However, if your business is starting to pick up and you’re struggling to find hours in the day to meet client demand, it’s natural to think about growing your business, even if you are reluctant to grow an in-house team of permanent, employed staff due to the current economic uncertainty.
Thankfully, there is an alternative to growing an in-house team: Outsourcing. In today’s digital world, more and more talented and skilled business support and administrative professionals are offering their services remotely, and with many offering packages of ‘hours’ or one-off project rates, they offer a great alternative to full time, employed members of staff.
Yes, freelancers tend to have an hourly rate that is much higher than an employee, but without the overheads that you’d have bringing someone into your team full time; You don’t have to sort out their tax/national insurance/pension, or provide their computer, desk and office chair; you don’t need to pay them for holiday or illness, and they can leap straight into a specific task or project that you need help with without you necessarily having to train them up (or advertise for someone with that skillset and potentially have to wait for that person to give notice to their current job before they can start). Many freelancers also allow you to pay for a few hours of their time, if required, so you can ‘test the waters’ with them and ensure that they are the right fit for you and your business without either them or you losing out.
One thing that I would say is still essential, regardless of whether you grow your team with permanent employees or temporary freelancers, is a good quality contract between you and your team members. Seek legal advice to ensure that it covers everything that you need and gives your team members a clear outline of their responsibilities and yours, so that in the unlikely event something does go wrong, you are both covered (i.e. if you cannot afford to maintain their support, that you can step away with a month’s notice rather than being tied into long periods that you cannot realistically afford). Just be aware that if you only sign up for one month/a couple of months and then want to extend the support period, that your team member may have found an alternative long-term project to work on from someone who was able to commit to a longer period, and would not be in breach of contract if they did this.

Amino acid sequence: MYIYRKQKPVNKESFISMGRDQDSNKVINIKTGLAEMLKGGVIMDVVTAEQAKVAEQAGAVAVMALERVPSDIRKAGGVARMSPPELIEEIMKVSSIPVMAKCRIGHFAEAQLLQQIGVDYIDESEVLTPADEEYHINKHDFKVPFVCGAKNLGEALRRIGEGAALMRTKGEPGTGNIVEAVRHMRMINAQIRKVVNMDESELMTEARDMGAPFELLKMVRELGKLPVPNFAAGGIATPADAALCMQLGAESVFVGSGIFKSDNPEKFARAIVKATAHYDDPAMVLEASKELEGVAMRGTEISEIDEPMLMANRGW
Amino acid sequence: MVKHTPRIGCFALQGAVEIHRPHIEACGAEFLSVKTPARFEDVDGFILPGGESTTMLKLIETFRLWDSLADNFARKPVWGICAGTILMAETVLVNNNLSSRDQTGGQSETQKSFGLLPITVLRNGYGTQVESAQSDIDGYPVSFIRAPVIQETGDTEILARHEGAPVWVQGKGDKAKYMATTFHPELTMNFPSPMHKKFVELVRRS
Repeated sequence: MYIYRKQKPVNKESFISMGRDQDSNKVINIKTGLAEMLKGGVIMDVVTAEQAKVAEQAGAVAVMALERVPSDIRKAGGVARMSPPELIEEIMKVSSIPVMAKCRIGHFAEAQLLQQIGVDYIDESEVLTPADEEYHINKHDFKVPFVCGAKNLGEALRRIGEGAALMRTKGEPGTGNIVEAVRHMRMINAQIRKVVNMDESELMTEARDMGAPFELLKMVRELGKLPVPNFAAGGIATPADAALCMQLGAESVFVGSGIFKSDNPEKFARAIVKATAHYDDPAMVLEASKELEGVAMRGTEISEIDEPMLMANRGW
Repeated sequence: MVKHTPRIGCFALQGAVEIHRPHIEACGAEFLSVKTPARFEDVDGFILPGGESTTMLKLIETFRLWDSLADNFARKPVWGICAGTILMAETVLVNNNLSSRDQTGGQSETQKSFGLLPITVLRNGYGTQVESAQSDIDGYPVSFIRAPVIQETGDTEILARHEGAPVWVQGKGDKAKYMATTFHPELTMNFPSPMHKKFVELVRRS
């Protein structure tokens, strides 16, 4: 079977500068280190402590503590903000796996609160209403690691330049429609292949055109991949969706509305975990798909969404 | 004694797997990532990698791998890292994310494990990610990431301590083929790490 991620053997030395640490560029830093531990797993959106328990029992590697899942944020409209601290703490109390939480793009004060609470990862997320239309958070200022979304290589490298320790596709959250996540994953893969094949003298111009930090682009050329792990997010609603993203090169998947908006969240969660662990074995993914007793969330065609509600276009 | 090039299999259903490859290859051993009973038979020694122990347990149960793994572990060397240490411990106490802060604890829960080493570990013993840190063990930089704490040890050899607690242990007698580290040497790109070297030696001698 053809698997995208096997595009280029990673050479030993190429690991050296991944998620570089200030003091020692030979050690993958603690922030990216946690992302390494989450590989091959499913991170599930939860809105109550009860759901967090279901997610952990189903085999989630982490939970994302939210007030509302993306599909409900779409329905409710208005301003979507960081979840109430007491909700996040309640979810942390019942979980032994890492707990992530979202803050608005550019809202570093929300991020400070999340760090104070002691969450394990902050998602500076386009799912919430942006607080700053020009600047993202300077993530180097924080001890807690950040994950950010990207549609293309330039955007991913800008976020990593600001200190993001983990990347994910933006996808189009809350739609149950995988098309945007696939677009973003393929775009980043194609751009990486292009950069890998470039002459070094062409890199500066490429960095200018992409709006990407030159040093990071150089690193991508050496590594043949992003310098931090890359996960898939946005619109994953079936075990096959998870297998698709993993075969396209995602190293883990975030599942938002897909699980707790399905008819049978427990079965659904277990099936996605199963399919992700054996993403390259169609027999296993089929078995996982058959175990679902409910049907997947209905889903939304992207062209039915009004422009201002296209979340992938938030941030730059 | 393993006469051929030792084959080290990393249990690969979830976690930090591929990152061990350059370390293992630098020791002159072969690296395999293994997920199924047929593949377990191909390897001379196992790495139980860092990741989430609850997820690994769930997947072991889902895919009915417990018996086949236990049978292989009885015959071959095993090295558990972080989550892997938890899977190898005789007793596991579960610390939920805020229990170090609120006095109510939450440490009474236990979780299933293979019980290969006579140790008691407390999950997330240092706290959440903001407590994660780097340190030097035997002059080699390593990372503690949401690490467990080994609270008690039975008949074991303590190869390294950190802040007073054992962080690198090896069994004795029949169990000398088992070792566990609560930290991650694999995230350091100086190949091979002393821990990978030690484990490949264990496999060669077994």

Outsourcing is a wonderful way to bring skilled and motivated team members into your business, and it doesn’t necessarily have to be short-term – many business owners I work with have fabulous, long-term relationships with freelancers that are still cost-effective and beneficial to their business. So if you are a little hesitant about growing your team at the moment, why not reach out to a freelance business support professional? It could be just what the Doctor ordered!